Objectives: This study examined the impact of psychiatric teaching on attitudes toward psychiatry of a cohort of medical students by means of a questionnaire survey. The impact of social desirability bias on questionnaire responses was also explored. Gender and nationality subgroups in the cohort were examined in more detail to determine whether these variables had any bearing on attitude change.
Methods: Fifth year medical students at NUI Galway completed the Attitudes to Psychiatry-30 questionnaire at the beginning and end of the psychiatric curriculum.
This was coupled to the Marlowe-Crowne Social Desirability Scale (13 items) to determine the effect of this potential bias on responses to the attitudinal scale.
Anonymity was ensured by using unique identification codes on the questionnaires, which facilitated individual comparisons of pre- and post-teaching responses.
Results: Attitudes toward psychiatry were positive prior to training but significantly improved following the teaching programme.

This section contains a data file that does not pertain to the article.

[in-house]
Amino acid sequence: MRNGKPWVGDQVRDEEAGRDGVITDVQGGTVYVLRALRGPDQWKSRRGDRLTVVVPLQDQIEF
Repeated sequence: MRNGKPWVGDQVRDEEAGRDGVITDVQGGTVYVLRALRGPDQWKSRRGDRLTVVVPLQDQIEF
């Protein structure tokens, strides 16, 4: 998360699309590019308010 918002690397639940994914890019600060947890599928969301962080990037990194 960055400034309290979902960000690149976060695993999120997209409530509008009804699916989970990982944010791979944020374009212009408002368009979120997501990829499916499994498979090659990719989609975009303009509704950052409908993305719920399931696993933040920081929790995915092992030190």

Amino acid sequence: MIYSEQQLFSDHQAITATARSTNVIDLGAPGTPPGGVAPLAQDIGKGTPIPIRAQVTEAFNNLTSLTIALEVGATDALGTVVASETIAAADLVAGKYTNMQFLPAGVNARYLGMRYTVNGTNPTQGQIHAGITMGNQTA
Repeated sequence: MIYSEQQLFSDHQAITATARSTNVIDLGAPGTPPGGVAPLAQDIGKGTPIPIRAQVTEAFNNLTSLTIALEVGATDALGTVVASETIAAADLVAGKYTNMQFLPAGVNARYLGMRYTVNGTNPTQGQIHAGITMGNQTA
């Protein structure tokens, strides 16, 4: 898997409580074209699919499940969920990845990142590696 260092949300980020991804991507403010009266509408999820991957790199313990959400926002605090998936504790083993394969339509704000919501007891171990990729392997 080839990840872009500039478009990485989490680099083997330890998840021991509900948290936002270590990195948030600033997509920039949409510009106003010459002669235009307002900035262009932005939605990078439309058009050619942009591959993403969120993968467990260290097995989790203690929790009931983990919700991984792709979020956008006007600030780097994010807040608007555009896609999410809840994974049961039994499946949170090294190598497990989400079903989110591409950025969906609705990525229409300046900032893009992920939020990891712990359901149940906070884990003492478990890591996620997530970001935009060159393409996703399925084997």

There was no difference in attitudinal change between male and female subgroups.
While students from outside the EU did show an improvement in mean scores on the ATP-30 this increase failed to reach significance. This finding was in contrast to the results for students from EU states whose mean increase on the ATP-30 was highly significant.
Social desirability questionnaire scores fell significantly between the first and second administration, lending support to the findings being a true reflection of the students' attitudes toward psychiatry.
Conclusions: These findings suggest that a teaching programme has the ability to influence students' attitudes. This is encouraging for recruitment into psychiatry and overall patient care.